Over the next couple of months, Flores endured three separate surgeries that required general anesthesia and subsequent physical therapy and restriction from physical activities, including softball. Flores and her family filed suit against PSJA Independent School District (PSJA I.S.D.) hoping they would be granted relief for her physical and mental anguish, but they would not receive any such relief for another seven years when Flores was 22 and had not been a student of PSJA I.S.D. for several years.

Under the Texas Tort Claims Act, government entities-school districts included-are immune to liability except in the case of motor vehicle accidents. After an unsuccessful motion to dismiss and subsequent motion for summary judgment on the basis of a golf cart not being a “motor vehicle,” Benny Agosto, Jr. pushed through several more years of litigation to get Flores the justice she deserved. On Tuesday, June 20, Judge Keno Vasquez of the 398th District Court in Hidalgo County, Texas ruled in favor of Flores, granting her a verdict against PSJA I.S.D. for vicarious liability for the negligent acts of their employee. The Texas Tort Claims Act caps relief at $100,000, but with a verdict of approximately $287,000-in excess of the cap-Flores is guaranteed the $100,000 for her past, present, and future physical pain and mental anguish and to reimburse her and her insurance company for her medical bills.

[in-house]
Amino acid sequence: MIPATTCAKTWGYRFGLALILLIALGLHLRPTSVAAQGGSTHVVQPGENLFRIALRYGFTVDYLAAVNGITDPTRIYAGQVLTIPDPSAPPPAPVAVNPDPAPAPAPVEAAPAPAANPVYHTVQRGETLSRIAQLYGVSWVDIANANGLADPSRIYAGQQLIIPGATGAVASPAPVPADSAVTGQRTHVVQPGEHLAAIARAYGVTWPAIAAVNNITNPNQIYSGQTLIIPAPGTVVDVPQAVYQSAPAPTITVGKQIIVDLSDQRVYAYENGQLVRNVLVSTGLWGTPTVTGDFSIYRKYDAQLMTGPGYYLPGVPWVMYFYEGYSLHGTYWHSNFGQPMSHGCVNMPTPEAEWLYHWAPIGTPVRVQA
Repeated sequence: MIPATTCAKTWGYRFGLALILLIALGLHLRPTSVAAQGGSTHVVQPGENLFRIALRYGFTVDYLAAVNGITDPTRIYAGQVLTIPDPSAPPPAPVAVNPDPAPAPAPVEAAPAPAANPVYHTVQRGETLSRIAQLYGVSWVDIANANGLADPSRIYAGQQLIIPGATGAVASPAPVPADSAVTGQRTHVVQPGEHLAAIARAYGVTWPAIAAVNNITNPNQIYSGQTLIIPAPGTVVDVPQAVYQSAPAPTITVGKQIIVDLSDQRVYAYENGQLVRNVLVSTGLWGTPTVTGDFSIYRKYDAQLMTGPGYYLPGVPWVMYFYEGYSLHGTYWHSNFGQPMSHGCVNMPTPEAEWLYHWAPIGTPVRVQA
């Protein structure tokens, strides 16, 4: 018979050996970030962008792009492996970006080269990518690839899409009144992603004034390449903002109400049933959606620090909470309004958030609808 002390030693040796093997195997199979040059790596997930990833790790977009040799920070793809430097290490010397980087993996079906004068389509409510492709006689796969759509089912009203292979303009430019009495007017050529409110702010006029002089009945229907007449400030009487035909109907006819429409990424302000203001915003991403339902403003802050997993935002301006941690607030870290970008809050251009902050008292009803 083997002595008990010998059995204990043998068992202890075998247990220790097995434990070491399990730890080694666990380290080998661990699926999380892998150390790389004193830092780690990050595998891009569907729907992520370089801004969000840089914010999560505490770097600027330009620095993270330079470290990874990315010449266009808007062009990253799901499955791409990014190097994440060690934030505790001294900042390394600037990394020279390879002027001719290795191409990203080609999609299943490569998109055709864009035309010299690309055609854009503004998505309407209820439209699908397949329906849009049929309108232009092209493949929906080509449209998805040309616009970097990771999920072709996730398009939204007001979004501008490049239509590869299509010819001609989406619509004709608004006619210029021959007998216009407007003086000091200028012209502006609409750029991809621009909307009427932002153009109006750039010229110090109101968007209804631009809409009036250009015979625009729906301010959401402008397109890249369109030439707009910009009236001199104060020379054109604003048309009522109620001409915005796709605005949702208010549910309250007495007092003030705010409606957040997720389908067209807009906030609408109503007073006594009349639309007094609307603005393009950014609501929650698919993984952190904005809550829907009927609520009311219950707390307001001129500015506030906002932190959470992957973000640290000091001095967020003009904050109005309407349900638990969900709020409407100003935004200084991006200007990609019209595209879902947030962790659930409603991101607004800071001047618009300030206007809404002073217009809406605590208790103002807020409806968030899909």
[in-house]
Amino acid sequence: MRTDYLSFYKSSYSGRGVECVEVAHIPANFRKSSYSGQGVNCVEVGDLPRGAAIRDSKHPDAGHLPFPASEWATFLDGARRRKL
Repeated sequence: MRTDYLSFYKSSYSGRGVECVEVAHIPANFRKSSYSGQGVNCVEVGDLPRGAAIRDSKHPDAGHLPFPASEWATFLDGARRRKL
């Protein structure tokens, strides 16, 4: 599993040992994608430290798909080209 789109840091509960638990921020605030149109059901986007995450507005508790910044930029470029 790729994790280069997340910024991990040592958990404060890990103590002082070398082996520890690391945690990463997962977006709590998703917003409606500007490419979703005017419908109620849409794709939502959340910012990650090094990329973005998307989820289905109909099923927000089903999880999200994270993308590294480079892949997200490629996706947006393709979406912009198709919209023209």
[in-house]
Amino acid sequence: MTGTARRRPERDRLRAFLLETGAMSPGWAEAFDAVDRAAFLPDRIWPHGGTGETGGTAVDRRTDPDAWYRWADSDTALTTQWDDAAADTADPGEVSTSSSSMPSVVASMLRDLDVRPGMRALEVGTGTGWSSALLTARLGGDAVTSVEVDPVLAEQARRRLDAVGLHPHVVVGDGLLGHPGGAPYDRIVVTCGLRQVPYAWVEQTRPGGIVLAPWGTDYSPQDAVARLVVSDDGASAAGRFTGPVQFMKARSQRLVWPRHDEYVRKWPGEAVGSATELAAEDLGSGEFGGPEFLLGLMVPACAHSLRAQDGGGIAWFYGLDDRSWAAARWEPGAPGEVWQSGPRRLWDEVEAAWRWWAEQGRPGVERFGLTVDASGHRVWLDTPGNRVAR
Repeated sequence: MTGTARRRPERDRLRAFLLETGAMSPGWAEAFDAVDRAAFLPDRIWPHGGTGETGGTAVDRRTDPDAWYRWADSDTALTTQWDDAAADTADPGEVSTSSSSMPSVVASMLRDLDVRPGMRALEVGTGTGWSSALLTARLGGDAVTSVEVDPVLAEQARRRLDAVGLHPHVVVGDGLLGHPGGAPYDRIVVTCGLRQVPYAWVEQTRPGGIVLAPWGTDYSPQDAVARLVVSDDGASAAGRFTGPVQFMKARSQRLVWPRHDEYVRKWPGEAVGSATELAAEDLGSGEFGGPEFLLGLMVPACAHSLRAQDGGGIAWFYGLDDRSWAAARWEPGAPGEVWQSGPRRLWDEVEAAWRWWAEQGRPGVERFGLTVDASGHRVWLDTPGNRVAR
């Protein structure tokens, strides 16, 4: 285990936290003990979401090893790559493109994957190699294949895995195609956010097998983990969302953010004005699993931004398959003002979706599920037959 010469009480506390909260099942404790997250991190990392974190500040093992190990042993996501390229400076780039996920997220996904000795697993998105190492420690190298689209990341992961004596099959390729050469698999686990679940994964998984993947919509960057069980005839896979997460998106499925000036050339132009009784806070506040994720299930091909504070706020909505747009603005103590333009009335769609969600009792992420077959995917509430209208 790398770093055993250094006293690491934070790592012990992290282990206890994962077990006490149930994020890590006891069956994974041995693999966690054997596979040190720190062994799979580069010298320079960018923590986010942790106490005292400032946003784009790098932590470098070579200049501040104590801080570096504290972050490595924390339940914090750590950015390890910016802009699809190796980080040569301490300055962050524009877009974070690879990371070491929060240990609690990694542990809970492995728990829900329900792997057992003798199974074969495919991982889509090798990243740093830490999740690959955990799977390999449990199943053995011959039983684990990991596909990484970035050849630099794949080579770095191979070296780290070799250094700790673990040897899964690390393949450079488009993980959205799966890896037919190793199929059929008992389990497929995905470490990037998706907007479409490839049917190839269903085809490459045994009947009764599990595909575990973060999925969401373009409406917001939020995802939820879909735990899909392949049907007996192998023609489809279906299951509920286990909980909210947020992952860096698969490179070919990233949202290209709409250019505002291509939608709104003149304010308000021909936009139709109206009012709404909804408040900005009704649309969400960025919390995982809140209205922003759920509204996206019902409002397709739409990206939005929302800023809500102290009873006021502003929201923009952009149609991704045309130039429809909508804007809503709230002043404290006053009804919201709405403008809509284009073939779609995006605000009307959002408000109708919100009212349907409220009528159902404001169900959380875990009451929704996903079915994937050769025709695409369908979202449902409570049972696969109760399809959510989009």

Flores is now a graduate of South Texas College with an Associate’s degree and currently in pursuit of her Bachelors of Arts in Psychology and Criminal Justice at the University of Texas – Rio Grande Valley with hopes of attending law school upon her graduation in December of this year. Agosto hopes this verdict will make it clear to school districts across the country how dangerous golf carts can be and ensure they avoid cases like Flores’ by enforcing strict policies against transporting students in these hazardous vehicles.

Benny Agosto, Jr. is a partner at Abraham, Watkins, Nichols, Sorrels, Agosto & Aziz in Houston, Texas. For over 66 years, Abraham Watkins has successfully represented injured people and families who fall victim to catastrophes. Our attorneys have the knowledge, experience, and resources necessary to obtain just compensation their clients. For more information, please contact the office of Benny Agosto, Jr. at Abraham, Watkins, Nichols, Sorrels, Agosto & Aziz, by letter at 800 Commerce Street, Houston, Texas 77002, or by phone at (713) 222-7211.